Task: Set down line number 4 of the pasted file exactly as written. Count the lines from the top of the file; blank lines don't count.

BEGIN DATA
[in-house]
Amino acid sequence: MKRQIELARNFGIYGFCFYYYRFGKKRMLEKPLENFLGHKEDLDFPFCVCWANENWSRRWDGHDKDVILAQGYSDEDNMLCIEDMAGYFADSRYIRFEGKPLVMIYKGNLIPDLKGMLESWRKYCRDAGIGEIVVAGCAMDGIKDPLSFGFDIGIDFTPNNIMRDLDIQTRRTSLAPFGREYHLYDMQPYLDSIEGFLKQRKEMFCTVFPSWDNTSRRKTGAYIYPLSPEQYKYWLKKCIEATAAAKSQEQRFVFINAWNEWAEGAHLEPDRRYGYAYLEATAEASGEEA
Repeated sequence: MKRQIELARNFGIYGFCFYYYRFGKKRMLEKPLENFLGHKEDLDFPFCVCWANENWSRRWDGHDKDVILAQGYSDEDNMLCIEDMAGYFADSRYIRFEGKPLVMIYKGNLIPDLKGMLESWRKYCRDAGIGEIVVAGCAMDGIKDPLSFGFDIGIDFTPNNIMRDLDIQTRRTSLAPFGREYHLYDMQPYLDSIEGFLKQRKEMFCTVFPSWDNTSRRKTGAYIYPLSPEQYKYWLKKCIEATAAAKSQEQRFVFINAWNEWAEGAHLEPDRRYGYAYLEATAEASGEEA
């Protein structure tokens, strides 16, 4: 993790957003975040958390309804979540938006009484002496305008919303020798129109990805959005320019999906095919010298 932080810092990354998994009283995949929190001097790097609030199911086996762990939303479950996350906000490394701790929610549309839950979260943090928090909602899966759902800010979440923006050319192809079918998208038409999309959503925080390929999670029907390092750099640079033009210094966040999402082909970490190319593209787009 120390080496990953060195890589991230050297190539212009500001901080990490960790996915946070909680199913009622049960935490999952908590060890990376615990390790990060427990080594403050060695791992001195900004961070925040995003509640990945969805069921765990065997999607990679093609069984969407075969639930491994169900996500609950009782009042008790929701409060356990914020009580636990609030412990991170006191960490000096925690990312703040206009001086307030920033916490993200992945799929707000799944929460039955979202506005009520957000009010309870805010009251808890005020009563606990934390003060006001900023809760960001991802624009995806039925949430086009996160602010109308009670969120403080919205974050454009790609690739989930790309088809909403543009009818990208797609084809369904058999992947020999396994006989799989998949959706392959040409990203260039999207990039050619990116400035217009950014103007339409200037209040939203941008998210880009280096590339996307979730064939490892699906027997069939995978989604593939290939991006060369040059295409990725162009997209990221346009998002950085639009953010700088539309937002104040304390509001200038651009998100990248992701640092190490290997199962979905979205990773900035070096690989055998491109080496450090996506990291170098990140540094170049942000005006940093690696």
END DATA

């Protein structure tokens, strides 16, 4: 993790957003975040958390309804979540938006009484002496305008919303020798129109990805959005320019999906095919010298 932080810092990354998994009283995949929190001097790097609030199911086996762990939303479950996350906000490394701790929610549309839950979260943090928090909602899966759902800010979440923006050319192809079918998208038409999309959503925080390929999670029907390092750099640079033009210094966040999402082909970490190319593209787009 120390080496990953060195890589991230050297190539212009500001901080990490960790996915946070909680199913009622049960935490999952908590060890990376615990390790990060427990080594403050060695791992001195900004961070925040995003509640990945969805069921765990065997999607990679093609069984969407075969639930491994169900996500609950009782009042008790929701409060356990914020009580636990609030412990991170006191960490000096925690990312703040206009001086307030920033916490993200992945799929707000799944929460039955979202506005009520957000009010309870805010009251808890005020009563606990934390003060006001900023809760960001991802624009995806039925949430086009996160602010109308009670969120403080919205974050454009790609690739989930790309088809909403543009009818990208797609084809369904058999992947020999396994006989799989998949959706392959040409990203260039999207990039050619990116400035217009950014103007339409200037209040939203941008998210880009280096590339996307979730064939490892699906027997069939995978989604593939290939991006060369040059295409990725162009997209990221346009998002950085639009953010700088539309937002104040304390509001200038651009998100990248992701640092190490290997199962979905979205990773900035070096690989055998491109080496450090996506990291170098990140540094170049942000005006940093690696």